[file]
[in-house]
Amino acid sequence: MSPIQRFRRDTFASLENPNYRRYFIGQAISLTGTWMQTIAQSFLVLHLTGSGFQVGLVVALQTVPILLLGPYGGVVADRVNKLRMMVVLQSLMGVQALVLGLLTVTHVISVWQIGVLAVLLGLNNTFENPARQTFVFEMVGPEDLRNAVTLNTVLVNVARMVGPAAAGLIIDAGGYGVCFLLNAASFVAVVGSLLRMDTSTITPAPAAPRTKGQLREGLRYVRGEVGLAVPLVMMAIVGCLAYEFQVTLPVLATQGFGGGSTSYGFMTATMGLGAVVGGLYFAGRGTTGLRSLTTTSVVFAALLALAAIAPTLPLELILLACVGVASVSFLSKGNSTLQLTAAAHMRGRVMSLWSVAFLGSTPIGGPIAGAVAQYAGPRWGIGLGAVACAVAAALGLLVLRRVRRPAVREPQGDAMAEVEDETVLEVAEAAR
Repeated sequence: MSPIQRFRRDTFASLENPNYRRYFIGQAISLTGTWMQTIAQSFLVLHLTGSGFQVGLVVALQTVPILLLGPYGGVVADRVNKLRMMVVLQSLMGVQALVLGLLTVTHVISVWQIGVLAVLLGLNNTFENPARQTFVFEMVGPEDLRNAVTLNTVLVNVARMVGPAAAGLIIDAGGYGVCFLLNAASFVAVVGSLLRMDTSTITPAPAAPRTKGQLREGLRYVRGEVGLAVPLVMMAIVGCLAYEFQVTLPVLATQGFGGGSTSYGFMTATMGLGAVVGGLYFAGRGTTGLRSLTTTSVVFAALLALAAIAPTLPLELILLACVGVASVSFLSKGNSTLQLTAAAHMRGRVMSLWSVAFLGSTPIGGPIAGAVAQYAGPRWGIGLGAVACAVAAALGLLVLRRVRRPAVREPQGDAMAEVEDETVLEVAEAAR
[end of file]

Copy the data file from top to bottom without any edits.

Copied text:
[in-house]
Amino acid sequence: MSPIQRFRRDTFASLENPNYRRYFIGQAISLTGTWMQTIAQSFLVLHLTGSGFQVGLVVALQTVPILLLGPYGGVVADRVNKLRMMVVLQSLMGVQALVLGLLTVTHVISVWQIGVLAVLLGLNNTFENPARQTFVFEMVGPEDLRNAVTLNTVLVNVARMVGPAAAGLIIDAGGYGVCFLLNAASFVAVVGSLLRMDTSTITPAPAAPRTKGQLREGLRYVRGEVGLAVPLVMMAIVGCLAYEFQVTLPVLATQGFGGGSTSYGFMTATMGLGAVVGGLYFAGRGTTGLRSLTTTSVVFAALLALAAIAPTLPLELILLACVGVASVSFLSKGNSTLQLTAAAHMRGRVMSLWSVAFLGSTPIGGPIAGAVAQYAGPRWGIGLGAVACAVAAALGLLVLRRVRRPAVREPQGDAMAEVEDETVLEVAEAAR
Repeated sequence: MSPIQRFRRDTFASLENPNYRRYFIGQAISLTGTWMQTIAQSFLVLHLTGSGFQVGLVVALQTVPILLLGPYGGVVADRVNKLRMMVVLQSLMGVQALVLGLLTVTHVISVWQIGVLAVLLGLNNTFENPARQTFVFEMVGPEDLRNAVTLNTVLVNVARMVGPAAAGLIIDAGGYGVCFLLNAASFVAVVGSLLRMDTSTITPAPAAPRTKGQLREGLRYVRGEVGLAVPLVMMAIVGCLAYEFQVTLPVLATQGFGGGSTSYGFMTATMGLGAVVGGLYFAGRGTTGLRSLTTTSVVFAALLALAAIAPTLPLELILLACVGVASVSFLSKGNSTLQLTAAAHMRGRVMSLWSVAFLGSTPIGGPIAGAVAQYAGPRWGIGLGAVACAVAAALGLLVLRRVRRPAVREPQGDAMAEVEDETVLEVAEAAR